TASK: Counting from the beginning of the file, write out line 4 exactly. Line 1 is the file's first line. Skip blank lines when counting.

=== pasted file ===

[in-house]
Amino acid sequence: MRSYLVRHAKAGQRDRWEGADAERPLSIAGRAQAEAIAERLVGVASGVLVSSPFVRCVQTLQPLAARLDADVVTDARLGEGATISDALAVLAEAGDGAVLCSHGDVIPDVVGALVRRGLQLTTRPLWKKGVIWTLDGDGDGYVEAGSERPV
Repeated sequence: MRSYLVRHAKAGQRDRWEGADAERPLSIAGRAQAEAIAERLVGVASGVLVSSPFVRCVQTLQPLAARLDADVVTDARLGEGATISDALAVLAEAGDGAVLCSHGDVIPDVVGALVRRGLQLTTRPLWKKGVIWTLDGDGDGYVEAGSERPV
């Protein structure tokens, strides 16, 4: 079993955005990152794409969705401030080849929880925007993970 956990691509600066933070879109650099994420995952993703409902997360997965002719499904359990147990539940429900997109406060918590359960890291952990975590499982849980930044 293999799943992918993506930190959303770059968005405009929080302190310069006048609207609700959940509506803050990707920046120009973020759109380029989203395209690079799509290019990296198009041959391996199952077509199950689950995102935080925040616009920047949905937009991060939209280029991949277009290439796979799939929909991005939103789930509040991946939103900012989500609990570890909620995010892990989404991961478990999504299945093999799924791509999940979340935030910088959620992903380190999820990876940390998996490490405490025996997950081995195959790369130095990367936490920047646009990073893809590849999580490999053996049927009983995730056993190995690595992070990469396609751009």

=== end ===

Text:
């Protein structure tokens, strides 16, 4: 079993955005990152794409969705401030080849929880925007993970 956990691509600066933070879109650099994420995952993703409902997360997965002719499904359990147990539940429900997109406060918590359960890291952990975590499982849980930044 293999799943992918993506930190959303770059968005405009929080302190310069006048609207609700959940509506803050990707920046120009973020759109380029989203395209690079799509290019990296198009041959391996199952077509199950689950995102935080925040616009920047949905937009991060939209280029991949277009290439796979799939929909991005939103789930509040991946939103900012989500609990570890909620995010892990989404991961478990999504299945093999799924791509999940979340935030910088959620992903380190999820990876940390998996490490405490025996997950081995195959790369130095990367936490920047646009990073893809590849999580490999053996049927009983995730056993190995690595992070990469396609751009």